Common Grammar Mistakes: The Cheat Sheet

Good grammar and word choice sends readers a message about the authority of the writer. Send them the right message.

Proper grammar, spelling and punctuation may be the best brand ambassador you have. That’s a pretty bold statement, but I’m one of those nerdy writer/editor types who actually enjoys lengthy conversations about compound modifiers and the like. But Megan, you may argue, not everyone is such a grammar geek. They know what I meant.

Besides making me want to gouge out my own eye with a shrimp fork, this line of reasoning can do two things: It can harm your credibility, and it can make you look careless. Neither is good for your bottom line.

Two to too errorGood grammar and word choice sends the reader a message about the authority of the writer. You might be the best health insurance company this side of Obamacare, but if you don’t know the difference between there and their, I probably won’t trust you. You may make the best widgets in the world, but if you can’t figure out whether it’s then or than, I think you’re careless. And if I think you’re careless, I won’t trust you with my hard-earned money.

Communication is the point of creating great content. Your audience may or may not know the difference between “less” and “fewer,” but the fact remains that anything that’s great is error-free, whether it’s baseball or baking or content marketing.

But take heart, gentle reader, for help is on the way.

Let’s Start With the Difference Between “Farther” and “Further”

  • “Farther” is used in cases of physical distance. The easy way to remember this: “Farther” has the word “far” in it, which of course, relates to distance. Real-life example: “If my kid asks ‘How much farther?’ one more time during this car trip, I’m whipping out the cough syrup.”
  • “Further” is used in cases of metaphorical or figurative distance. Real-life example: “If you complain any further, I’m going to make you listen to Nickelback for the rest of the trip.”

If you can’t decide which one to use, Grammar Girl’s Mignon Fogarty recommends you go with “further,” because “farther” has more restrictions.

The Who/That/Which Conundrum: A Cheat Sheet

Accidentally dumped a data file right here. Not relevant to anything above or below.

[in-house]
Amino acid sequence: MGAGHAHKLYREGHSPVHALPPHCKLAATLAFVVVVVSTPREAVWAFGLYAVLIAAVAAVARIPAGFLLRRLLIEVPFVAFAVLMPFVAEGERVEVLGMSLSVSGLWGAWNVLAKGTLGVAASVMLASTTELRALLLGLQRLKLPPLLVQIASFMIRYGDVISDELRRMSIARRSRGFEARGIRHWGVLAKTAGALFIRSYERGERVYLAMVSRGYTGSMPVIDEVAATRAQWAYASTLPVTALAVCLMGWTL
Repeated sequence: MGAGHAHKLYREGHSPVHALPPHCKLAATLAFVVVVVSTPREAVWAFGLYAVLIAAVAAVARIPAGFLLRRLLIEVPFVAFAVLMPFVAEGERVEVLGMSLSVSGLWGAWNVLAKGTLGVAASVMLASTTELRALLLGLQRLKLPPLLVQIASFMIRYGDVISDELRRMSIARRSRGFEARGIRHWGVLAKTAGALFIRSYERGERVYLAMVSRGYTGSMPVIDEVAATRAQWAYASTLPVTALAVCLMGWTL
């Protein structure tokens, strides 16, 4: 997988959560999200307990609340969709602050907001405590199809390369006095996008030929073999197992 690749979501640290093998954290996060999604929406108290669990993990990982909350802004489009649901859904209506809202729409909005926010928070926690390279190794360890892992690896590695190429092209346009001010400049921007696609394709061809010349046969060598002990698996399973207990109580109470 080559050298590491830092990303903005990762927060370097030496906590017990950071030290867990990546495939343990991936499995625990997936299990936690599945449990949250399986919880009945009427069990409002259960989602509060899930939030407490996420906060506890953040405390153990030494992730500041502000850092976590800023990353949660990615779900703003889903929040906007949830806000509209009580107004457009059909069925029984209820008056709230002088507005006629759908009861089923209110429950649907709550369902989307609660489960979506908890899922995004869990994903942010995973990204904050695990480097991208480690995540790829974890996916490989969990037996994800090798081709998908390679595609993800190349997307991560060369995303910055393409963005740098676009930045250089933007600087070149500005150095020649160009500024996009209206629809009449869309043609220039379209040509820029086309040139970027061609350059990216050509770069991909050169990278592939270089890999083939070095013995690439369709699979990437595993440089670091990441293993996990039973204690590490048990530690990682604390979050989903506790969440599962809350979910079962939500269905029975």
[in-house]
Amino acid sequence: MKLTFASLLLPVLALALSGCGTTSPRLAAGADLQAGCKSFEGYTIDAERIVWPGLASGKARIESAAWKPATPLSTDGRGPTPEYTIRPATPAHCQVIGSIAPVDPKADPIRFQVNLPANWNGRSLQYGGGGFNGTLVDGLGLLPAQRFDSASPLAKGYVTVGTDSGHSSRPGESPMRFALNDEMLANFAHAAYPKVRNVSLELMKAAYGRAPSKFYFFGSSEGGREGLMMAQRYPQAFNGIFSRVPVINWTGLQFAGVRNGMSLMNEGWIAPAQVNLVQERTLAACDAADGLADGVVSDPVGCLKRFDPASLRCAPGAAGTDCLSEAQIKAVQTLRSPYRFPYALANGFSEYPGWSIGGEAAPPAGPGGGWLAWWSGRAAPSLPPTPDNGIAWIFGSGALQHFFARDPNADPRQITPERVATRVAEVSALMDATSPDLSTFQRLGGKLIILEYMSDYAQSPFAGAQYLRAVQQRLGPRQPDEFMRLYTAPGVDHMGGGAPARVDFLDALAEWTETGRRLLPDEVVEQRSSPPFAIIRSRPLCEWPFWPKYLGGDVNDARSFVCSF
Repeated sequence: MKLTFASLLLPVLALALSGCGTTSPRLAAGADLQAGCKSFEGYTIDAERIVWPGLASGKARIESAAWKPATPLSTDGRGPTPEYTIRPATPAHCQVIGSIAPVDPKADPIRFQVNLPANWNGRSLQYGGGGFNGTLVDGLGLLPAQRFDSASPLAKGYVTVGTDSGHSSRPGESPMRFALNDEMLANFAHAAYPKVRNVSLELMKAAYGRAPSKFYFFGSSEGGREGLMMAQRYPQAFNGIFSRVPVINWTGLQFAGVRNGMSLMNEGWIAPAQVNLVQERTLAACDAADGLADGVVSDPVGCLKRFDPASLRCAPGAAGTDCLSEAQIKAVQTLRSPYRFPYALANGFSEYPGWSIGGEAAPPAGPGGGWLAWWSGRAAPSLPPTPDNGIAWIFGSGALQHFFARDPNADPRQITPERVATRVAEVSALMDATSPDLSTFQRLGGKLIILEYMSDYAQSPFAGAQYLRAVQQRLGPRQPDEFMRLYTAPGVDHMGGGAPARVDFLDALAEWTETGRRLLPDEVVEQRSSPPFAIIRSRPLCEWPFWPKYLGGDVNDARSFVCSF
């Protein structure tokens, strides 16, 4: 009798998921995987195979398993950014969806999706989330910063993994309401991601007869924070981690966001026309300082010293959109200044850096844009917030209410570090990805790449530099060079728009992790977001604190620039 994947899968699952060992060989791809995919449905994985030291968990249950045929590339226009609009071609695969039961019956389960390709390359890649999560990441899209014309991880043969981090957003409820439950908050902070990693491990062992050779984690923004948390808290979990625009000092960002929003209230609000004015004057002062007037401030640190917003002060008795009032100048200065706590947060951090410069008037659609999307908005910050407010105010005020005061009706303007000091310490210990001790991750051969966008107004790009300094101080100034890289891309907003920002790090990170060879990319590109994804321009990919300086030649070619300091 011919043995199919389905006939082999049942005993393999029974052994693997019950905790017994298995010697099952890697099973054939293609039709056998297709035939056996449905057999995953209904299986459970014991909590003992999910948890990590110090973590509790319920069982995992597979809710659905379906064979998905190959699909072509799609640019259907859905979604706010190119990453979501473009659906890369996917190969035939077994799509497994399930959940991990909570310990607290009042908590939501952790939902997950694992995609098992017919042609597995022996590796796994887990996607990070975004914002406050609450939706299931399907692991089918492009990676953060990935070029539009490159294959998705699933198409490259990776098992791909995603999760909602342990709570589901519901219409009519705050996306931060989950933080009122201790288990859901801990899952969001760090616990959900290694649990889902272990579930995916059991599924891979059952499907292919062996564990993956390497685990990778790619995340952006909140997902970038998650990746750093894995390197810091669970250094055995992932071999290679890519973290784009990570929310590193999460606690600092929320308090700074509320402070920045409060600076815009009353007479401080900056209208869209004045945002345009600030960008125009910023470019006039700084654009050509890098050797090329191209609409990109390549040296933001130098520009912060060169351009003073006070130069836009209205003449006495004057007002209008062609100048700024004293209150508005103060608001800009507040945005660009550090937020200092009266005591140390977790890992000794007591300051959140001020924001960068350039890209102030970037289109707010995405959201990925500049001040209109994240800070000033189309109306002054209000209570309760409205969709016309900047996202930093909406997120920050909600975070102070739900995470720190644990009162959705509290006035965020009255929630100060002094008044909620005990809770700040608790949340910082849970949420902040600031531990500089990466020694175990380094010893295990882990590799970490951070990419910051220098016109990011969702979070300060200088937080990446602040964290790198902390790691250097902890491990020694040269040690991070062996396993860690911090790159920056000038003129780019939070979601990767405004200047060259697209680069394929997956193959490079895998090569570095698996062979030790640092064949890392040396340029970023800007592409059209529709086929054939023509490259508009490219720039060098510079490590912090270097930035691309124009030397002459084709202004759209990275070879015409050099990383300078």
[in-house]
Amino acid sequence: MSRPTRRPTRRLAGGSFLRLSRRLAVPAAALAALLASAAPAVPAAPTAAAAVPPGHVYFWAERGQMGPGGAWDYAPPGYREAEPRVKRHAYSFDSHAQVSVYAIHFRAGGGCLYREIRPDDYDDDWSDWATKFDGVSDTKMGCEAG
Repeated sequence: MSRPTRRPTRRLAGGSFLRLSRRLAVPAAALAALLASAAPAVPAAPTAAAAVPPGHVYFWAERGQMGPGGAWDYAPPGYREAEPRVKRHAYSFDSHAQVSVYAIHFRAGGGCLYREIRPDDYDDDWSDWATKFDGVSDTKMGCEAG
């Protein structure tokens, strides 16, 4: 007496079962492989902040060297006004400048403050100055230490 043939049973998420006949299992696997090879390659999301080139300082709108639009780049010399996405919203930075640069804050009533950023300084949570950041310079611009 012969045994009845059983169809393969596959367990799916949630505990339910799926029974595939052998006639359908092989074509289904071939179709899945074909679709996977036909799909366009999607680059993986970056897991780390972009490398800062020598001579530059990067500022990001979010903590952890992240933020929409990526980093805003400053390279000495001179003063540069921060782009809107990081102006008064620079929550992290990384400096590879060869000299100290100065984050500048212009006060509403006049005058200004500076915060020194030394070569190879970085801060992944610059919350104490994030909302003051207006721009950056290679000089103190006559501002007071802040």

Who is for people. That and which are for things.

Wrong: “I love people that sing the blues.”
Right: “I love people who sing the blues.”

Wrong: “Michael is the one that voted this morning.”
Right: “Michael is the one who voted this morning.”

Word on keyboardThat’s pretty cut and dry. “That” and “which,” however, are a little tougher.

That should be used to introduce a restrictive clause.

Which should be used to introduce a nonrestrictive clause.

A restrictive clause is one which is essential to the meaning of a sentence – if it’s removed, the meaning of the sentence will change. For example:

“Cookies that have chocolate chips are my favorite.”

If we took out “that have chocolate chips,” the sentence would read, “Cookies are my favorite.” That’s not what we meant. “[T]hat have chocolate chips” is essential to the meaning of this sentence, hence it’s a restrictive clause, introduced by “that.”

Let’s look at another one, this time from

“Chairs that don’t have cushions are uncomfortable to sit on.”

Take out the “that don’t have cushions” and the sentence reads, “Chairs are uncomfortable to sit on.” Again, that’s not what we meant. The phrase is necessary to the sentence’s meaning, which means it’s restrictive, and gets a “that.”

Word on yellow wallA nonrestrictive clause can be left out without changing the meaning of a sentence. They do provide additional information, but the sentence can stand alone and retain its original meaning.

Nonrestrictive clauses are either surrounded by commas or, if it comes at the end of a sentence, preceded by one.

“Chocolate chip cookies, which are my favorite, are delicious.”

When you take out “which are my favorite,” the sentence reads, “Chocolate chip cookies are delicious.” That’s true, they are, and that’s what we intended to say. The “which are my favorite” is just a little added piece of information. The phrase is nonrestrictive, gets introduced by a “which” and is surrounded by commas.

Here’s another example from in which the nonrestrictive clause comes at the end of the sentence:

“I sat on an uncomfortable chair, which was in my office.”

“Which was in my office” is that little extra bit of information. Without it, the sentence retains its original meaning, making this phrase nonrestrictive. It is preceded by a comma and gets a “which.”

Shall I pass you a shrimp fork? What mistakes are your pet peeves?

Tags: grammar

Category: Writing
Megan Krause

About Megan

Megan Krause is the managing editor at ClearVoice, where she helps brands create great content and manage the content creation process. She also writes a regular writing and grammar column titled Dear Megan – ask her your burning questions @ClearVoice using #DearMegan, and follow her on Twitter.